In “The Law Library Intranet” (Chapter 24 of Law Librarianship in the Digital Age by Ellyssa Kroski), Emily R. Florio and Michael J. Robak point out a significant change in the library’s role in the digital age: the need to proactively push new information to library users, rather than wait for users to pull that information from the library. I agree that this is an important role shift, and that intranets are a relevant tool; I also think email plays an indispensable part in the shift from “pull” to “push.”
There has been talk in recent years about the internet search engines allegedly usurping libraries’ role of connecting people with the information they need. In general, I am skeptical of that claim, but I will admit this: many people do search the web using Google far more often than they consult a library catalog or ask a librarian. Thus, in terms of frequency of pull requests, Google may be winning. Nonetheless, librarians can distinguish themselves by predicting user needs in ways that algorithms cannot, and by providing the information users need before those users even ask.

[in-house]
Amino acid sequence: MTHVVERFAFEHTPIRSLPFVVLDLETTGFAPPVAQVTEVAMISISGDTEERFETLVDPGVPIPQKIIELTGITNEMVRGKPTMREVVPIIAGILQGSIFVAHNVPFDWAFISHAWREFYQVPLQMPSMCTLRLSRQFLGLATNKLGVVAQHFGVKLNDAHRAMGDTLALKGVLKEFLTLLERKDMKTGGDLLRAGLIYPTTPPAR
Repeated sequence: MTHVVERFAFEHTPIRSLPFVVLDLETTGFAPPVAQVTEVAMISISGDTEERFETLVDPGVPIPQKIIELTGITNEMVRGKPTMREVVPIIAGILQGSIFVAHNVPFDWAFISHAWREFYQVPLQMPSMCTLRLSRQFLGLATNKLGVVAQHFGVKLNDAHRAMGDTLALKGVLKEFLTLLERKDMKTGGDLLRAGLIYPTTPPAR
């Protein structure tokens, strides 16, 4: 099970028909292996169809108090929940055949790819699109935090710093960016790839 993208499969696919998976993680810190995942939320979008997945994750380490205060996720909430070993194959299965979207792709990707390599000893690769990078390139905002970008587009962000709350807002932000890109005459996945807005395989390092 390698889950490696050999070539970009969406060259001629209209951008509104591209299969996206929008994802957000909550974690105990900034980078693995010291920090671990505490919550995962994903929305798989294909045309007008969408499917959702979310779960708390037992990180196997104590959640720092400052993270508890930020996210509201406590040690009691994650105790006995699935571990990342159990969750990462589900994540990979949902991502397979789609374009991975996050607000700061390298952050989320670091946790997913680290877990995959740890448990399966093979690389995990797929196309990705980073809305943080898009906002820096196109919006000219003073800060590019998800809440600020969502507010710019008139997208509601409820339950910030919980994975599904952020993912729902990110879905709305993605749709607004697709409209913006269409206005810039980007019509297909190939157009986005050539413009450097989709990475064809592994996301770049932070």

An intranet is one tool librarians can use to push information to their constituencies, but just having an intranet and making information available on it does not complete the process. Intranets can be ignored (intentionally or accidentally) by the people they are designed to help. Intranets can also be set up in ways that require users to pull information from them. For example, the authors note that an intranet may simply function as a portal to the library catalog or a document repository, either of which would require the user to proactively pull information.
Current awareness resources, instructional guides, and resource directories seem to be the best fits for proactively distributing information via an intranet. But again, if librarians only ensure that relevant items appear on the intranet, users will still have to go to the intranet to pull that information. My conclusion is that the function of pushing information to users actually happens via emailed links to intranet resources.